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Graph of hand position versus time. Explanation to the side.


This graph displays the relationship between the actual real time movements of the lever, which was controlled by the monkey (black line) and the two different types of predictions (linear prediction –redline and ANN prediction-blue line). Over a period of ten seconds the predicted hand position and actual hand position were fairly accurate. This comparison is also made in the following graph.
Graph of correlation versus time. Explanation to the side. The correlation graph shown here demonstrates the relationship between the two types of predictions and their accuracy. On a correlation graph there is the amount of time (X axis) compared to the correlation constant (y-axis). If there was a correlation of 1 this would mean the accuracy was perfect, there was a perfect correlation between actual and predicted. If it was a 0 correlation that would mean there was no relationship, and the movements were completely random. In this case it is observed that it takes a few minutes for the predictions to go from random to the middle range, where it planes out.
Graph displaying real time prediction of hand movement with respect to time.  Explanation to the side. This graph shows that real time movements of the monkey and studying the neurons can be used to make predictions and that those predictions can be used to control a local robot (blue) and a remote robot (pink). Both of these predictions are fairly accurate when compared to the observed movements of the monkey (black).
Graphical representation of the monkey's movements while reaching for the piece of food.  Explanation to the side. This study involved a complex sequence of 3-D hand movements in food-reaching tasks. This task can be divided into (1) reach for food (2) grasp food (3) move food to mouth (4) return to starting position. This movement is shown in the representation above. The dispersion (the total area the all the movements were confined to) had dimensions of 7.0 x 7.5 x 6.0 cm (315 cm3).
Graph of the observed movement of the monkey's hand versus the predicted movement.  Explanation to the side. In this figure, the movement produced by the test subject (the monkey) that was observed is shown in black, and the predicted movement is shown in red. The predictions get better when more data is collected and the outliers are excluded.
Linear model fit for neuron-dropping analysis.  Explanation to the side. The authors also predicted the number of neurons that would need to be recorded in order to obtain a nearly perfect fit between predicted movements (based on brain recordings) and actual movements. To do this, the prediction of movement was re-run several times with one neuron dropped from the analysis each time. For example, when all ~100 neurons recorded in monkey 1 were included, the fit between actual predicted movement was represented by a correlation coefficiend (R2) value of about 0.6. As fewer neurons were used, the correlation coefficient is lowered. When examining the relation between number of neurons used in the analysis and the correlation coefficient, it was found to follow a hyperbolic function. This function then allowed researchers to determine that in order to obtain a 0.90 correlation coefficient, approximately 500 neurons would needed to be employed.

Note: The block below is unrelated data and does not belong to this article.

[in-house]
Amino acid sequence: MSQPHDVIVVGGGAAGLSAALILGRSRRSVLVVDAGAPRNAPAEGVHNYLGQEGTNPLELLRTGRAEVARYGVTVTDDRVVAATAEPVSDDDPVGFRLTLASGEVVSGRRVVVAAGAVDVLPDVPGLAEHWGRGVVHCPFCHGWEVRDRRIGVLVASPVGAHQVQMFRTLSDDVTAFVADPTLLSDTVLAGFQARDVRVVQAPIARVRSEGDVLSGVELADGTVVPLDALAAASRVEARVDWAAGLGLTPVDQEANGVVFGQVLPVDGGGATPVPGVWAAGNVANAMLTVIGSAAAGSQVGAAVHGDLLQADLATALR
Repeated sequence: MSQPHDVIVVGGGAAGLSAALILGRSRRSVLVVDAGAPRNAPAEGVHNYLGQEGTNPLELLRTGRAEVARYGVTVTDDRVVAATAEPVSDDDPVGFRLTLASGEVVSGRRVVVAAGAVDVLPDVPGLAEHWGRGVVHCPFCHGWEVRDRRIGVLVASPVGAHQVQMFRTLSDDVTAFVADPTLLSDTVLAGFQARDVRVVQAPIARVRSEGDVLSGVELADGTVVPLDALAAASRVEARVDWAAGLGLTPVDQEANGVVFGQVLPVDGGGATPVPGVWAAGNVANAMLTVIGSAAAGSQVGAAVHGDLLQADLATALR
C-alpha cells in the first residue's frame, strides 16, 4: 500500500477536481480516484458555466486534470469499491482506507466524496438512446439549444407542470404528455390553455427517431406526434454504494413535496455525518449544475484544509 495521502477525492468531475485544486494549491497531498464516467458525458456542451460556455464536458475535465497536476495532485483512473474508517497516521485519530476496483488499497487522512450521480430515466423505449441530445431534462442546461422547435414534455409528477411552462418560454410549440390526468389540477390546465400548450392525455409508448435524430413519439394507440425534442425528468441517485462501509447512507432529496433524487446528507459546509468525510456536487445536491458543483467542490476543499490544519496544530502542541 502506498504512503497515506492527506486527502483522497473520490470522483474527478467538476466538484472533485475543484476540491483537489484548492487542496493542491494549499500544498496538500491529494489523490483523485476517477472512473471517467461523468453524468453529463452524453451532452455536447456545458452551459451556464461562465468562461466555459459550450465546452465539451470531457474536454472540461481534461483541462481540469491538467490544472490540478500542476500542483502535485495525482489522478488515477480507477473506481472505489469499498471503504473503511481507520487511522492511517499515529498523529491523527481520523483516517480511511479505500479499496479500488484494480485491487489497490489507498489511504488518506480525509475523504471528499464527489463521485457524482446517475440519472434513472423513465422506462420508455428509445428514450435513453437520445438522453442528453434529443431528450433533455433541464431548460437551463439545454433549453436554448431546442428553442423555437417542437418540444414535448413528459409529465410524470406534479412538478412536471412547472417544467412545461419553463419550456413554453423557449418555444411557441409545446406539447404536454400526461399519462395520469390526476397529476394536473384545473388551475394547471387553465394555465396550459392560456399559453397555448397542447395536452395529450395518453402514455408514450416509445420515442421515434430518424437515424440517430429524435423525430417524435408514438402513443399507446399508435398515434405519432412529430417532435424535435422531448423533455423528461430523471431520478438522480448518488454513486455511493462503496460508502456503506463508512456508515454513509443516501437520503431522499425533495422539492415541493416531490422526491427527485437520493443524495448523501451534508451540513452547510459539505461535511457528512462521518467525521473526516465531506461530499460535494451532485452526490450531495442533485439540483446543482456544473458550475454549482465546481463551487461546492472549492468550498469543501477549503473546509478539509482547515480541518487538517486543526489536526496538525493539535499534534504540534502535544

Neuron-dropping curves for each cortical area.  Explanation to the side. This graph demonstrates the number of neurons from different regions of the brain that are utilized in controlling the movement of the robotic arm and what the correlation coefficient for each number of neurons at every location. By this graph one can see that the PMd (left dorsal premotor cortex) has steepest slope, indicating that these neurons are used primarily in controlling movement of the robotic arm. On the other hand, the ipsi MI (ispsilateral motor cortex) has the lowest hyperbola, indicating that these neurons are not as much involved controlling the robotic arm. Ipsi MI contain neurons on the part of the brain that is the same side as the arm doing the movement (normally movement is controlled by the side of the brain opposite to the side it’s controlling).
Estimated neurons needed for linear model fit.  Explanation to the side. This graph simply displays the estimated number of neurons from the different part of the brain that would be needed to obtain a correlation coefficient of 0.90. PMd would need the least amount (approximately 480) neurons to obtain a 90% correlation between neuron and robotic arm movement while iMI would need the most (1,195 neurons) to obtain a correlation coefficient of 0.90. All neurons together would require approximately 500 neurons to obtain the 0.90 coefficient.
Graphs are from Nature, Vol. 408, 361-365. Used with permission from Miguel A. L. Nicolelis
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